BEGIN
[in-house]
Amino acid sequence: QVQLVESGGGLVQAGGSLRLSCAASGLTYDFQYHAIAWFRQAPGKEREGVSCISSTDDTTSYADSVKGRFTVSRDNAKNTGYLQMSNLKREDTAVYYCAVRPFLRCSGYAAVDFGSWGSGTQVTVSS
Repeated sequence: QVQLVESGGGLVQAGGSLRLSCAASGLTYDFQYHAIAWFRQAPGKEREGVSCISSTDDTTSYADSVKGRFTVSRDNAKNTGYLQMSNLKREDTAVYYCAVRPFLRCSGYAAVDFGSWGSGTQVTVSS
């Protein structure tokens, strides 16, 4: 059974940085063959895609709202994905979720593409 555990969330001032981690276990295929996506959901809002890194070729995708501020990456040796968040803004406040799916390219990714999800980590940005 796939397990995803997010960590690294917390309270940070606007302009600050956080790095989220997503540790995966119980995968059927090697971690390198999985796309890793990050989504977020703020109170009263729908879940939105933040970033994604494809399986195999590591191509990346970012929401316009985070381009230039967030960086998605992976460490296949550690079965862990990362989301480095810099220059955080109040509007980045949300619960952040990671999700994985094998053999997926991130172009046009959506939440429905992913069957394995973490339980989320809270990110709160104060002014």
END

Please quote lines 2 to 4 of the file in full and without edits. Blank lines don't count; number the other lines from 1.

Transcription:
Amino acid sequence: QVQLVESGGGLVQAGGSLRLSCAASGLTYDFQYHAIAWFRQAPGKEREGVSCISSTDDTTSYADSVKGRFTVSRDNAKNTGYLQMSNLKREDTAVYYCAVRPFLRCSGYAAVDFGSWGSGTQVTVSS
Repeated sequence: QVQLVESGGGLVQAGGSLRLSCAASGLTYDFQYHAIAWFRQAPGKEREGVSCISSTDDTTSYADSVKGRFTVSRDNAKNTGYLQMSNLKREDTAVYYCAVRPFLRCSGYAAVDFGSWGSGTQVTVSS
């Protein structure tokens, strides 16, 4: 059974940085063959895609709202994905979720593409 555990969330001032981690276990295929996506959901809002890194070729995708501020990456040796968040803004406040799916390219990714999800980590940005 796939397990995803997010960590690294917390309270940070606007302009600050956080790095989220997503540790995966119980995968059927090697971690390198999985796309890793990050989504977020703020109170009263729908879940939105933040970033994604494809399986195999590591191509990346970012929401316009985070381009230039967030960086998605992976460490296949550690079965862990990362989301480095810099220059955080109040509007980045949300619960952040990671999700994985094998053999997926991130172009046009959506939440429905992913069957394995973490339980989320809270990110709160104060002014």